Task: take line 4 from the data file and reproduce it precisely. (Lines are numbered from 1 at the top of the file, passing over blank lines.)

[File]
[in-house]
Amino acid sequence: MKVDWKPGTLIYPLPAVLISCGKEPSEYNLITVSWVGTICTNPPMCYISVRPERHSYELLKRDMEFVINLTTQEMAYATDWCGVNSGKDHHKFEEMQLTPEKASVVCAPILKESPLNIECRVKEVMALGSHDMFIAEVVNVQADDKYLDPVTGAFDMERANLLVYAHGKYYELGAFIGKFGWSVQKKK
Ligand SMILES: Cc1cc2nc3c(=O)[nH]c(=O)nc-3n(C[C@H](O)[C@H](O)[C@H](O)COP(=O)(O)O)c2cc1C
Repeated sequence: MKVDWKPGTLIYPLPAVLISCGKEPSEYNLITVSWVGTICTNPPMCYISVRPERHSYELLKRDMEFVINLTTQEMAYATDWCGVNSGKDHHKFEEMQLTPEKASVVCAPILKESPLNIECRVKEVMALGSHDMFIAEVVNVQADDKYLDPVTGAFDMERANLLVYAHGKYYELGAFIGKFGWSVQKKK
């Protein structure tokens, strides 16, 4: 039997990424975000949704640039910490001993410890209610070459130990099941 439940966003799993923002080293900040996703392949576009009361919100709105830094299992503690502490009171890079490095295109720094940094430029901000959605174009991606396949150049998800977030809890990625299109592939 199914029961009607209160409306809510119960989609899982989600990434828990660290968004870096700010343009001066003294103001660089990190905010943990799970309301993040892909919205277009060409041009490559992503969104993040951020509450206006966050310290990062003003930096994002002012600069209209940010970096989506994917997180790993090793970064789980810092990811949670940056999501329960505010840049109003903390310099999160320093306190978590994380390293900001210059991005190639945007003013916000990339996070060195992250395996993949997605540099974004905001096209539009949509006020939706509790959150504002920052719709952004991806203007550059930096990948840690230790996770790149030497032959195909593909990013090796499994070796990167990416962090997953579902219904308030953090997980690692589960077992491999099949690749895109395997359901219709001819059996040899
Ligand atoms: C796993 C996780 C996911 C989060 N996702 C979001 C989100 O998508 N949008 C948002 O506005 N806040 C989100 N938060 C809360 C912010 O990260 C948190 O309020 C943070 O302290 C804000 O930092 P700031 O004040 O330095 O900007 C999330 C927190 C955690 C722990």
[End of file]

Repeated sequence: MKVDWKPGTLIYPLPAVLISCGKEPSEYNLITVSWVGTICTNPPMCYISVRPERHSYELLKRDMEFVINLTTQEMAYATDWCGVNSGKDHHKFEEMQLTPEKASVVCAPILKESPLNIECRVKEVMALGSHDMFIAEVVNVQADDKYLDPVTGAFDMERANLLVYAHGKYYELGAFIGKFGWSVQKKK